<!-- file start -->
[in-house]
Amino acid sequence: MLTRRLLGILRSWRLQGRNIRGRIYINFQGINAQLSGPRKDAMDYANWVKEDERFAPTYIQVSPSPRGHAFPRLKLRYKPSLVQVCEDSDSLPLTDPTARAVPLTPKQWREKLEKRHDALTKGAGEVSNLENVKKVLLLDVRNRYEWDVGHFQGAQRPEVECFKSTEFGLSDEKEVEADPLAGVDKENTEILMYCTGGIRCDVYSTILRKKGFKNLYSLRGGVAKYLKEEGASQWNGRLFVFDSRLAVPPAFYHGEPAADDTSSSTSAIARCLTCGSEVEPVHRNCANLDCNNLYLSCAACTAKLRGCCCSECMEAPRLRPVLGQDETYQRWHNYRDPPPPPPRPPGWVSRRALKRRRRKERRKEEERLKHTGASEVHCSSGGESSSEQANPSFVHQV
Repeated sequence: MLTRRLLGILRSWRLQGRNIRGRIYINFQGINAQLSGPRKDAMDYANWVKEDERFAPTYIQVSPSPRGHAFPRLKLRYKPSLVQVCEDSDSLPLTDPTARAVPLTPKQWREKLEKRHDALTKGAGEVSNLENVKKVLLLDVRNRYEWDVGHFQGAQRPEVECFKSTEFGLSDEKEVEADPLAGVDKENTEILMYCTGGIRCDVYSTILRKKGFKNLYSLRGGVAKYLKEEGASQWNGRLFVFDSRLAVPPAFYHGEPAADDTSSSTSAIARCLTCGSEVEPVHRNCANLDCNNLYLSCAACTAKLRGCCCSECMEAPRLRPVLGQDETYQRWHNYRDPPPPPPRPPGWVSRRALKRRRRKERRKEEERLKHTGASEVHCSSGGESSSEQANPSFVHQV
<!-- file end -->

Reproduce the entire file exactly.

[in-house]
Amino acid sequence: MLTRRLLGILRSWRLQGRNIRGRIYINFQGINAQLSGPRKDAMDYANWVKEDERFAPTYIQVSPSPRGHAFPRLKLRYKPSLVQVCEDSDSLPLTDPTARAVPLTPKQWREKLEKRHDALTKGAGEVSNLENVKKVLLLDVRNRYEWDVGHFQGAQRPEVECFKSTEFGLSDEKEVEADPLAGVDKENTEILMYCTGGIRCDVYSTILRKKGFKNLYSLRGGVAKYLKEEGASQWNGRLFVFDSRLAVPPAFYHGEPAADDTSSSTSAIARCLTCGSEVEPVHRNCANLDCNNLYLSCAACTAKLRGCCCSECMEAPRLRPVLGQDETYQRWHNYRDPPPPPPRPPGWVSRRALKRRRRKERRKEEERLKHTGASEVHCSSGGESSSEQANPSFVHQV
Repeated sequence: MLTRRLLGILRSWRLQGRNIRGRIYINFQGINAQLSGPRKDAMDYANWVKEDERFAPTYIQVSPSPRGHAFPRLKLRYKPSLVQVCEDSDSLPLTDPTARAVPLTPKQWREKLEKRHDALTKGAGEVSNLENVKKVLLLDVRNRYEWDVGHFQGAQRPEVECFKSTEFGLSDEKEVEADPLAGVDKENTEILMYCTGGIRCDVYSTILRKKGFKNLYSLRGGVAKYLKEEGASQWNGRLFVFDSRLAVPPAFYHGEPAADDTSSSTSAIARCLTCGSEVEPVHRNCANLDCNNLYLSCAACTAKLRGCCCSECMEAPRLRPVLGQDETYQRWHNYRDPPPPPPRPPGWVSRRALKRRRRKERRKEEERLKHTGASEVHCSSGGESSSEQANPSFVHQV